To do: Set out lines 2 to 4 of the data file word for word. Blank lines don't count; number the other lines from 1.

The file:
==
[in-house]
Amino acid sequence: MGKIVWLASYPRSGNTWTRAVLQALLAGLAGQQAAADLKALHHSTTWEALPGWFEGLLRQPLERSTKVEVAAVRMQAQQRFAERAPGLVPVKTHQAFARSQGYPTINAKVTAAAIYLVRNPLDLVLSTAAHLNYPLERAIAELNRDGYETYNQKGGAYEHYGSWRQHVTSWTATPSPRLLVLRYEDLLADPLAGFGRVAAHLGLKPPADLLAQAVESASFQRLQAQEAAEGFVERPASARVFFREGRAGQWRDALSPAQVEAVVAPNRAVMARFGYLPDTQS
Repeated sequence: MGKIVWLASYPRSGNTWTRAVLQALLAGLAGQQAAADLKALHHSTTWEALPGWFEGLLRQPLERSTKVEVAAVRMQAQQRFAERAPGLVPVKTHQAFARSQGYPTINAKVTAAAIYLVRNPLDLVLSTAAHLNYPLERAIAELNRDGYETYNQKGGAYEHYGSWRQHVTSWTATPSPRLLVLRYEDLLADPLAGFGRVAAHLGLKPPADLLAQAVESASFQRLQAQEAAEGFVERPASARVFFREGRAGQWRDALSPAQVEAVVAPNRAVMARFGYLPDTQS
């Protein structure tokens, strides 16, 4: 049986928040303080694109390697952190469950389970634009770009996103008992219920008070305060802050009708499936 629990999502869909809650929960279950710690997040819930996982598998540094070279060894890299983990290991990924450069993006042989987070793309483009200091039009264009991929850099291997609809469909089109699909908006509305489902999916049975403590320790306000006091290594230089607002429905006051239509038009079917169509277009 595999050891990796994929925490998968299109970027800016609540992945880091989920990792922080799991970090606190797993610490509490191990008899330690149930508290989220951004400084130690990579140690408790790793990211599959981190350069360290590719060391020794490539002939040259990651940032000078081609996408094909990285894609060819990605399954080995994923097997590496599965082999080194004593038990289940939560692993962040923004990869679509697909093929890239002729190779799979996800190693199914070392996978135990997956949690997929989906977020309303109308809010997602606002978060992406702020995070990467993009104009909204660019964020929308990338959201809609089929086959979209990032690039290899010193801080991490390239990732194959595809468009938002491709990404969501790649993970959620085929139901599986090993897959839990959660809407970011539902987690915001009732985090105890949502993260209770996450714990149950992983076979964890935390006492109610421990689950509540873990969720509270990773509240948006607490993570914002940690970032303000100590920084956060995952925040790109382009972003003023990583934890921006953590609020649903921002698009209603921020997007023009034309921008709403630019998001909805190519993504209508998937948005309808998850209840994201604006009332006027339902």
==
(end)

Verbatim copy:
Amino acid sequence: MGKIVWLASYPRSGNTWTRAVLQALLAGLAGQQAAADLKALHHSTTWEALPGWFEGLLRQPLERSTKVEVAAVRMQAQQRFAERAPGLVPVKTHQAFARSQGYPTINAKVTAAAIYLVRNPLDLVLSTAAHLNYPLERAIAELNRDGYETYNQKGGAYEHYGSWRQHVTSWTATPSPRLLVLRYEDLLADPLAGFGRVAAHLGLKPPADLLAQAVESASFQRLQAQEAAEGFVERPASARVFFREGRAGQWRDALSPAQVEAVVAPNRAVMARFGYLPDTQS
Repeated sequence: MGKIVWLASYPRSGNTWTRAVLQALLAGLAGQQAAADLKALHHSTTWEALPGWFEGLLRQPLERSTKVEVAAVRMQAQQRFAERAPGLVPVKTHQAFARSQGYPTINAKVTAAAIYLVRNPLDLVLSTAAHLNYPLERAIAELNRDGYETYNQKGGAYEHYGSWRQHVTSWTATPSPRLLVLRYEDLLADPLAGFGRVAAHLGLKPPADLLAQAVESASFQRLQAQEAAEGFVERPASARVFFREGRAGQWRDALSPAQVEAVVAPNRAVMARFGYLPDTQS
């Protein structure tokens, strides 16, 4: 049986928040303080694109390697952190469950389970634009770009996103008992219920008070305060802050009708499936 629990999502869909809650929960279950710690997040819930996982598998540094070279060894890299983990290991990924450069993006042989987070793309483009200091039009264009991929850099291997609809469909089109699909908006509305489902999916049975403590320790306000006091290594230089607002429905006051239509038009079917169509277009 595999050891990796994929925490998968299109970027800016609540992945880091989920990792922080799991970090606190797993610490509490191990008899330690149930508290989220951004400084130690990579140690408790790793990211599959981190350069360290590719060391020794490539002939040259990651940032000078081609996408094909990285894609060819990605399954080995994923097997590496599965082999080194004593038990289940939560692993962040923004990869679509697909093929890239002729190779799979996800190693199914070392996978135990997956949690997929989906977020309303109308809010997602606002978060992406702020995070990467993009104009909204660019964020929308990338959201809609089929086959979209990032690039290899010193801080991490390239990732194959595809468009938002491709990404969501790649993970959620085929139901599986090993897959839990959660809407970011539902987690915001009732985090105890949502993260209770996450714990149950992983076979964890935390006492109610421990689950509540873990969720509270990773509240948006607490993570914002940690970032303000100590920084956060995952925040790109382009972003003023990583934890921006953590609020649903921002698009209603921020997007023009034309921008709403630019998001909805190519993504209508998937948005309808998850209840994201604006009332006027339902």